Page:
After cannabis treatment, my family keeps saying that they don’t recognize me anymore… in a good way!
My name is Wendy and I am 46. I had a serious car accident at the age of 19, which started the surgical process. I’ve had 4 cervical fusions and was also later diagnosed as bipolar. I was also addicted, for multiple years, to opioids and fentanyl.
So, I was on heavy duty medications for multiple years. Everything always works good at first, but then dosage adjustments are made…
I was prescribed Fentanyl 100mug/ Roxicodone30 mg plus Valium, Lyrica, Prozac and other stuff. So many close calls with death from that poison! I was dope sick half the month cause I couldn’t control the addiction anymore.
In July 2015, I’d had enough! Family was talking about “getting ready to bury me.” So I just quit it all (except tapered down from patch cause you can’t just quit that). About 2 weeks into withdrawal I was extremely suicidal and couldn’t deal anymore. I self harmed. My husband immediately said “you’ve gotta start smoking again.” So I did. Not to get high but to get through!
“Not to get High”
I told my pain Dr what I’d decided about the meds, told him that I was smoking cannabis (it’s still illegal here in my state). He understood and said that in 20 years of pain management he’d never had a patient tell him they didn’t want the pills anymore. He tapered me down off fentanyl and I have never looked back. It’s been a little over 2 years and I am no longer on ANY pharmaceuticals at all! My pain is low, blood pressure stays good, anxiety and panic attacks are gone. I can sleep through the night and even keep up the pace with my grandson! My family keeps saying that they don’t recognize me anymore…in a good way! Life is good!
Cannabis saved my life!
From Rxleaf: Opioids and Cannabis
Turning patients off the fentanyl is the silver bullet to eradicating the nation’s opioid epidemic. And cannabis could be that weapon. If used correctly, it can be what economists call a “perfect substitute” for opioids. In fact, cannabis can act as a stepping stone, as we’ve seen, to help wean patients off of fentanyl and into a better, more enriching life.
There’s evidence that cannabis can work in conjunction with opioids, allowing patients to start cannabis while decreasing their dosages of fentanyl or similar products. That happens because, through a happy coincidence, both cannabinoids and opioids block the same sort of pain transmissions in the brain. THC is mediated through delta and kappa opioid receptors within the brain. So replacing fentanyl with a cannabis-based treatment is very similar to the brain, but the cannabis doesn’t bring the nasty side effects that opioids do.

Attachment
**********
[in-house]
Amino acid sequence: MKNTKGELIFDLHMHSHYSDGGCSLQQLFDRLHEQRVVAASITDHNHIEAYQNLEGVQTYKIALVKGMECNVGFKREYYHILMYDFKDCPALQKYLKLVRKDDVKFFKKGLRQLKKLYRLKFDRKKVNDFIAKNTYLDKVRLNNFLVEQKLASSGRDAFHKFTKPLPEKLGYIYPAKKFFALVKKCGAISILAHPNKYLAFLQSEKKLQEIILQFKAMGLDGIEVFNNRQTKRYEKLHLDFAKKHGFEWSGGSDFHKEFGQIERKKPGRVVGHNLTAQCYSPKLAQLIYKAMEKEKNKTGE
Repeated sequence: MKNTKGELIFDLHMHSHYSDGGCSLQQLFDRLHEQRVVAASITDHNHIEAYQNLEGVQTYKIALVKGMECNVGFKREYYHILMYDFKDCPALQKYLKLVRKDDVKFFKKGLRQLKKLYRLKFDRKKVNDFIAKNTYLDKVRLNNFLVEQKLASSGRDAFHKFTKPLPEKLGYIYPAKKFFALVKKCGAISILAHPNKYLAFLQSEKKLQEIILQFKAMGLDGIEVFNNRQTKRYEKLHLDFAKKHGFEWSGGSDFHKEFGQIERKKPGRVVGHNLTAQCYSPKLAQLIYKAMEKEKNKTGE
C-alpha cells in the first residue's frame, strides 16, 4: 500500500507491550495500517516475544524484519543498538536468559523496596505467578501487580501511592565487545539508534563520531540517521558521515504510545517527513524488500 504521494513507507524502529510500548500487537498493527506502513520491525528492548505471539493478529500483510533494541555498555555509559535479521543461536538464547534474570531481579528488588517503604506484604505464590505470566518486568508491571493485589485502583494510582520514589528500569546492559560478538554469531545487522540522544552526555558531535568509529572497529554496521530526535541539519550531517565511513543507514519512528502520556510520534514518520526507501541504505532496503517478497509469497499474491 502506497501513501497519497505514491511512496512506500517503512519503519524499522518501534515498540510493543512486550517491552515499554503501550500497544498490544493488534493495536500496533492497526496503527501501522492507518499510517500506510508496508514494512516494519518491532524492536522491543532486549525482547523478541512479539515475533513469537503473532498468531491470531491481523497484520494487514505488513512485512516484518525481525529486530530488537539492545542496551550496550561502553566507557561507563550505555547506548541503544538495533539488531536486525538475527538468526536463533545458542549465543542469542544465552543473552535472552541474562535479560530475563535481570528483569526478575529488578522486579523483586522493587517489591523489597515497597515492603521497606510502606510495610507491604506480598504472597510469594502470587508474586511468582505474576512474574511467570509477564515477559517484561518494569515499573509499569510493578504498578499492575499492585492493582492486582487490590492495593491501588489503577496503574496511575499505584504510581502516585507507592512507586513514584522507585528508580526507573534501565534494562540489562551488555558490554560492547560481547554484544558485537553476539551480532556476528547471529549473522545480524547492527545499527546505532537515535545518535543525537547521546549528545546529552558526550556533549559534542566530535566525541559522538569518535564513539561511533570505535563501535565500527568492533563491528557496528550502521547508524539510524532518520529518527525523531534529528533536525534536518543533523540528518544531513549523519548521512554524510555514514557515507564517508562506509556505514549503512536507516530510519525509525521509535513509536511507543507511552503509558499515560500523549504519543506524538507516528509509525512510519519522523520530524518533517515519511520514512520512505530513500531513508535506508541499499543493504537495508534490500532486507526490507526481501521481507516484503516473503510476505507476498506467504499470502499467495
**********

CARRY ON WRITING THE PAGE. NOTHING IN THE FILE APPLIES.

Opioid Side Effects
And make no mistake — the side effects of fentanyl are deeply problematic. Fentanyl causes decreased mental alertness, hallucinations, breathing difficulties, feeling weak, nausea, anxiety, headaches, loss of appetite, insomnia and — maybe worst of all — addiction.
Addiction to fentanyl is a tough road. Not only does the pain relieving power of the drugs begin to wane with increased usage, the body becomes so accustomed to operating with an exaggerated amount of dopamine, that suddenly discontinuing use can lead to severe consequences. Fentanyl is 100 times more powerful than morphine, and its withdrawal period is nasty. Quitting fentanyl cold turkey leads to a host of terrible symptoms that can last around a week after the last dose. It gets so bad that many former patients turn to the black market for a fix in order to stop the withdrawal symptoms and resume a more pleasant, if catatonic, life.
How Opioids and Fentanyl Kill People
The addicting power of opioids are what lead to death. As people need more and more opioids to achieve pain relief and scratch their body’s addiction itch, they pop more and more pills until their breathing slows markedly. When that happens, less oxygen gets to the brain and a condition known as hypoxia sets in. Hypoxia leads to a coma or death.
With all of that, why do people still take fentanyl and other opioids? Because doctors prescribe them. Why do doctors do that? Because, for all their faults, opioids really work. They are powerful medicines that provide effective pain relief — the problems with opioids really come with addiction and long-term use. Patients who have short-term pain can use opioids without much risk (unless they’re prone to addiction), but long-term use has led to more than 70,000 deaths per year and ripped the essence away from millions more lives.
Although they both affect the same regions of the brain in similar ways, the biggest difference between cannabis and fentanyl is how they’re made. Cannabis is natural; fentanyl is a man-made potion, that scientists cook up in a lab. That’s why the effects of fentanyl are so severe — it is unnatural, and it is overly strong. And yet it’s only a Schedule II substance while cannabis is Schedule I.